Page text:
For ten years, members of unions cowpea producers in the province Sanmatenga (Burkina Faso) tested and implemented a set of agro-ecological practices..
They were accompanied by Fert and Accir advocate an approach that “small steps”, adapting to the practices of farmers.
Sanmatenga Province, located in the Sahel region, is characterized by low rainfall (400-700 mm / year) and relatively poor sandy loam soil organic matter and minerals. In this context agro climate difficult, causing irregular and low crop yields, food insecurity is high and chronic: 234,000 people were affected in 2013-2014, about 44% of the population of the North Central Region.
At three departments (Pissila, Dablo and Pensa), farmers have organized themselves into groups and unions around the cowpea (Vigna unguiculata). This well adapted to the climatic and soil conditions of the area legume has the particular advantage of being rich in protein (25% in the seeds). It constitutes both a food crop that can contribute to food security and a source of income for families.
Producer unions cowpea Dablo, Pissila and Pensa, created respectively in 2002, 2003 and 2009, 92 unite grassroots groups, approximately 1640 members (active) in the province of Sanmatenga (area north of Burkina Faso Centre). Fert and Accir accompany these unions with the objective of improving food security and living conditions of the population by strengthening farmers’ unions and the services offered to their members.
A set of practices tested since 2004
Actions initiated by the Accir (since 2004), and Fert (2007) were conducted in close consultation with the unions and decentralized services of the Ministry of Agriculture with the aim of testing different agricultural practices on-farm and educate and train farmers. One of the major difficulties expressed by the unions was restricted to inputs, especially mineral fertilizers, lack of financial resources access. Tested practices aim to circumvent this problem access to inputs but also stabilize soil fertility, improve yields and reduce the vulnerability of farmers to climate variations. Indeed, the current challenge lies not only in improving productivity but also in securing family farms face a distribution of increasingly erratic rainfall and the increase of extreme events (droughts, floods , etc.). The practices are tested on four themes: soil fertility and promotion of organic manure, recovery of degraded soils, insecticides and varietal trials.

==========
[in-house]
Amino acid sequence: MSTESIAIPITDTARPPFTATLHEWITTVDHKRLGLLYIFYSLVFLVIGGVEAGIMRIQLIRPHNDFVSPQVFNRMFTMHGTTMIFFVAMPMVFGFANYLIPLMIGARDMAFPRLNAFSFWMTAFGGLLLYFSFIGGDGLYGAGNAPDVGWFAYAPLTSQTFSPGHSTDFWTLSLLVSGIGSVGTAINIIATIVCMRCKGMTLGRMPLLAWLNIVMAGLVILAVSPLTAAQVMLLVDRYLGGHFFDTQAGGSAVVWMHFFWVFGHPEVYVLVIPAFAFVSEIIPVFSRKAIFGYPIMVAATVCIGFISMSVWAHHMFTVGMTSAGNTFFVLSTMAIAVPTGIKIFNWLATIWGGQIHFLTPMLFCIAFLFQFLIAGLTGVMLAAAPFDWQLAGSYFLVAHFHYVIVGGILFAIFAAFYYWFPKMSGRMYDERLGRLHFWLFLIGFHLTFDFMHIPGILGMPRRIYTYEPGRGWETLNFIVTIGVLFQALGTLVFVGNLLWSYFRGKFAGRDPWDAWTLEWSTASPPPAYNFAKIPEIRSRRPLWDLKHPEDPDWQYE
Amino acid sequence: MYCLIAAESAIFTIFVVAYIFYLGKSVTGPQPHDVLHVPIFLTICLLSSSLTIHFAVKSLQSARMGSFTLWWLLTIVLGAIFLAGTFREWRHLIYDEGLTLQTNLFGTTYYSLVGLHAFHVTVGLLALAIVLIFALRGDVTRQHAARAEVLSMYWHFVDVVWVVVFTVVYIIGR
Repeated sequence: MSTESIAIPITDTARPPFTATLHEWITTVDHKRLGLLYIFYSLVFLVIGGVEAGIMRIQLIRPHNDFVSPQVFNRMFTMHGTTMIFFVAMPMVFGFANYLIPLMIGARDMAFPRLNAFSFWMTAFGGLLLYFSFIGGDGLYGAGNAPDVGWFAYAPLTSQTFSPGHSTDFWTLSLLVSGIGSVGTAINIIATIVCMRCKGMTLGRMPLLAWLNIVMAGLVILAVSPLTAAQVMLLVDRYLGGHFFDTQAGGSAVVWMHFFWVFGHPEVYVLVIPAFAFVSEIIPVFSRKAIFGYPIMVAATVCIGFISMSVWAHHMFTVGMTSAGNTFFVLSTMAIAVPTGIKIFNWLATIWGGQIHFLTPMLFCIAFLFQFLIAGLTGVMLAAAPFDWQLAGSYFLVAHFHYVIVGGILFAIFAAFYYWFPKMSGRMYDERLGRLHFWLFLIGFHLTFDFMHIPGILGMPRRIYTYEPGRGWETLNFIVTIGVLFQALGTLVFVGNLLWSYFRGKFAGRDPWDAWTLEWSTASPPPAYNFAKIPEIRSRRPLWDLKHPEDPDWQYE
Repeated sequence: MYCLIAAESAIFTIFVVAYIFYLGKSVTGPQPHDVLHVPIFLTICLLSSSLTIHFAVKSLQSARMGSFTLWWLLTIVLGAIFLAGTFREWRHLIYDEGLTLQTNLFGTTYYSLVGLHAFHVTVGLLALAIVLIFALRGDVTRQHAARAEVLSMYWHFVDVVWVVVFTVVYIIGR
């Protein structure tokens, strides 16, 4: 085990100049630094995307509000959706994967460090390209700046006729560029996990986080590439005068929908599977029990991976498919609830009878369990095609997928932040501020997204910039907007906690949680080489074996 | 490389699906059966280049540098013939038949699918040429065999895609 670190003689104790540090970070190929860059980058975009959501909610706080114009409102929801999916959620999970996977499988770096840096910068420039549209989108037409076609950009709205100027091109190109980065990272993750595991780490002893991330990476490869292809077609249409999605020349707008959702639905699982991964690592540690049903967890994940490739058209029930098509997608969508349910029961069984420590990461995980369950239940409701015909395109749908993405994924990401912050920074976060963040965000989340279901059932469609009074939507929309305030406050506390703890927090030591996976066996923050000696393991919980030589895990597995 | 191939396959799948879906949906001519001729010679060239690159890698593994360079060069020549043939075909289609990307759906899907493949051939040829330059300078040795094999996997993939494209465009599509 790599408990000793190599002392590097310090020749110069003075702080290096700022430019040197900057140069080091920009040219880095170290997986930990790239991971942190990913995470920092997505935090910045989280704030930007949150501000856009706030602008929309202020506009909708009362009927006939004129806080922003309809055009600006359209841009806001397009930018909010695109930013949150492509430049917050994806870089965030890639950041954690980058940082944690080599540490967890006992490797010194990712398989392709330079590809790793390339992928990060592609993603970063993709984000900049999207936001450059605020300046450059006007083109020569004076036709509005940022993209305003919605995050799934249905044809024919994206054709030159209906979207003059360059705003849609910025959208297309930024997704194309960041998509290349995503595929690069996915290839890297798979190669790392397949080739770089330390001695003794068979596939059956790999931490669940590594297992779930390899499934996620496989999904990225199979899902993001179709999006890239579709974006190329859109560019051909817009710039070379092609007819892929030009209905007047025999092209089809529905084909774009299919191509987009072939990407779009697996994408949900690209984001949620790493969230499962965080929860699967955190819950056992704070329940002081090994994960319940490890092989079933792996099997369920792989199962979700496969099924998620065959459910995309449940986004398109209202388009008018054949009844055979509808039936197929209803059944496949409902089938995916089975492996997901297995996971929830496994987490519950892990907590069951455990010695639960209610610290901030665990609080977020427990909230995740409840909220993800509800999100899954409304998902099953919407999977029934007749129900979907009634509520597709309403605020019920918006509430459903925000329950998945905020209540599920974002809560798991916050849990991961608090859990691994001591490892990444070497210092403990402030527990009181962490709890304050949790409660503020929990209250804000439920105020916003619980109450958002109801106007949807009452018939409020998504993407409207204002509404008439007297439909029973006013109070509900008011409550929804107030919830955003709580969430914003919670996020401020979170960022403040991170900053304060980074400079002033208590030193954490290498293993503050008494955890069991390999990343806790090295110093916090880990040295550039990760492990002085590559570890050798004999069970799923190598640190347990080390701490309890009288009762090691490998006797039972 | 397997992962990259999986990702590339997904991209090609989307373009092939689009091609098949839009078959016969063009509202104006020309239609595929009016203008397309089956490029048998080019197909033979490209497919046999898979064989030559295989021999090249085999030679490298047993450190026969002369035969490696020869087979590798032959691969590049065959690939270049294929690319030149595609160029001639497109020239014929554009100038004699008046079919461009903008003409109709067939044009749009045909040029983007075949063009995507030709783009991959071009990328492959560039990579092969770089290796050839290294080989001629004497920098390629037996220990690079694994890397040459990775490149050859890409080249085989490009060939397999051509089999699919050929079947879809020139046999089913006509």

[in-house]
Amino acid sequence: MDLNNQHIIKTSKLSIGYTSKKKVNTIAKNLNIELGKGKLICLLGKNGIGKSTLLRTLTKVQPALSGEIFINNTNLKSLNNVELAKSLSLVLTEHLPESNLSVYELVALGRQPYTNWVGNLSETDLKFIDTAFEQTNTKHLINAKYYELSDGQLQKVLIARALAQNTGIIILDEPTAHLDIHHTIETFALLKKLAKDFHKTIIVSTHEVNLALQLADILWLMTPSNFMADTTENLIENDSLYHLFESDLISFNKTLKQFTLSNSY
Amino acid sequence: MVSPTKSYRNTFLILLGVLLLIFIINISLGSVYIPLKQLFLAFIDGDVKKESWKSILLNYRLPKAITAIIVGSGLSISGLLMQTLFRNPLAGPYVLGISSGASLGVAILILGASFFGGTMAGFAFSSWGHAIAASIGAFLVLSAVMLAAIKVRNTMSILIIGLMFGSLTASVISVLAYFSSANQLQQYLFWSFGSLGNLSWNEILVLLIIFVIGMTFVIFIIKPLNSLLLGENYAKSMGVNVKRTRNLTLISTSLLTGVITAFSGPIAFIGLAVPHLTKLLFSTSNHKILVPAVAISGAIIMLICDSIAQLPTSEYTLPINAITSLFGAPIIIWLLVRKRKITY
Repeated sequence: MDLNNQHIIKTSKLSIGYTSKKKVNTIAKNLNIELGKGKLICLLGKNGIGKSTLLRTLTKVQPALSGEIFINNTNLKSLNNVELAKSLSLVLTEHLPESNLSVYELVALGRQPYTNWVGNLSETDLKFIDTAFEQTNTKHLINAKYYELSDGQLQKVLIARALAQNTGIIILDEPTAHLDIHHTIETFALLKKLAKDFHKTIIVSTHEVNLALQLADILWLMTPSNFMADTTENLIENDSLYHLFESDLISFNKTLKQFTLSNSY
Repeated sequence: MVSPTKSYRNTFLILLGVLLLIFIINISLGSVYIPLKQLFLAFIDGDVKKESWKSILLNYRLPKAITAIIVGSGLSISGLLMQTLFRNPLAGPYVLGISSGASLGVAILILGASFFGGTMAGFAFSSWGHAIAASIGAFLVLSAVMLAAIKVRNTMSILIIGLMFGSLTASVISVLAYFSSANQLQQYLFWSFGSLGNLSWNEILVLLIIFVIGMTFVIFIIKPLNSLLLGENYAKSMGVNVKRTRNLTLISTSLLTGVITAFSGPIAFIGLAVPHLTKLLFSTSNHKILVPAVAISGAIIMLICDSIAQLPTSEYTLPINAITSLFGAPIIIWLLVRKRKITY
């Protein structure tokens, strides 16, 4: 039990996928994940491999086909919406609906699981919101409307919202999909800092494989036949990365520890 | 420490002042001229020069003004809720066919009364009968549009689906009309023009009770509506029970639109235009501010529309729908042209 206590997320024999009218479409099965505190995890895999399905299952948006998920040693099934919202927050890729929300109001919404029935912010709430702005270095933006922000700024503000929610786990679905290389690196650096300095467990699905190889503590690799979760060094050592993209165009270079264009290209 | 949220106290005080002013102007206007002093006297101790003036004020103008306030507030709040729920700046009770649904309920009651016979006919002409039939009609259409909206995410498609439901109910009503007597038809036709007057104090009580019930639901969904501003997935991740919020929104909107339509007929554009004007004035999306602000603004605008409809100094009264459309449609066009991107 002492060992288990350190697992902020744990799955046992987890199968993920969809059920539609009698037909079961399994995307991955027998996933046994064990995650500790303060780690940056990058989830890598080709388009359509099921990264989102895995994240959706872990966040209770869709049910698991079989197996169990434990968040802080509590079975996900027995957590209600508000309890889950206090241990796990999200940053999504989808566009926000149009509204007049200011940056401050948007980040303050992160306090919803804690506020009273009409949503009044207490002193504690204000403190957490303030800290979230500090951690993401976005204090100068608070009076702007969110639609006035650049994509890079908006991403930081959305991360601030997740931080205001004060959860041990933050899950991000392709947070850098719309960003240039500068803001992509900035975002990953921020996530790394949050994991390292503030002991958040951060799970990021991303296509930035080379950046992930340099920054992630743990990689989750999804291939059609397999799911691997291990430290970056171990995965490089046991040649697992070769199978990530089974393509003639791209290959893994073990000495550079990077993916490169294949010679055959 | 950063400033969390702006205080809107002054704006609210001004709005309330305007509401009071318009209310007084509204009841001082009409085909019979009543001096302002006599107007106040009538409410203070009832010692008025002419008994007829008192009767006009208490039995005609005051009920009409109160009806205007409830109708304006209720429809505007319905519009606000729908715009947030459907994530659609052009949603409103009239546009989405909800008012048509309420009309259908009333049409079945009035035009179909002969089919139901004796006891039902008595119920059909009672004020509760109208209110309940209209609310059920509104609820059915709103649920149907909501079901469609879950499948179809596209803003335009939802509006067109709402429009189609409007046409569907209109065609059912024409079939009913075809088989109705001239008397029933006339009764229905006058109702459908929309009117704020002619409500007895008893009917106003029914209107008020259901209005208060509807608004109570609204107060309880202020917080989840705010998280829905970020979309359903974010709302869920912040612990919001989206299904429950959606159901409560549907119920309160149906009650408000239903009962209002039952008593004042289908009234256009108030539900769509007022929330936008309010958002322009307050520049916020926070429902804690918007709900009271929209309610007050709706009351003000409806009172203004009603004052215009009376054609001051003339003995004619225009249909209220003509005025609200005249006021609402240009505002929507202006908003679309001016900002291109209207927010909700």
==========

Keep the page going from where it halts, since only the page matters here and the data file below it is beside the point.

Fertilization tests were conducted on cowpea and sorghum, comparing several plots without fertilizer and organic manure and / or mineral at different doses. The use of compost is considered the primary means of improving soil fertility; Indeed, organic fertilizer sustainably improves the physical, chemical and biological soil properties (structure, humic clay complex soil life) and to reduce the doses of mineral fertilizers needed. Compost production (heap, pit) will be strengthened in the coming years.
In the area of water and soil conservation following a diagnosis of the different techniques used by producers, it was decided to focus on simple and inexpensive techniques in terms of economic investment for producers: zai and halfpipe whose goal is to “revive the dead soil.” Beyond the training provided, hardware kits have been allocated to some witnesses producers (18) to achieve these improvements in their operations.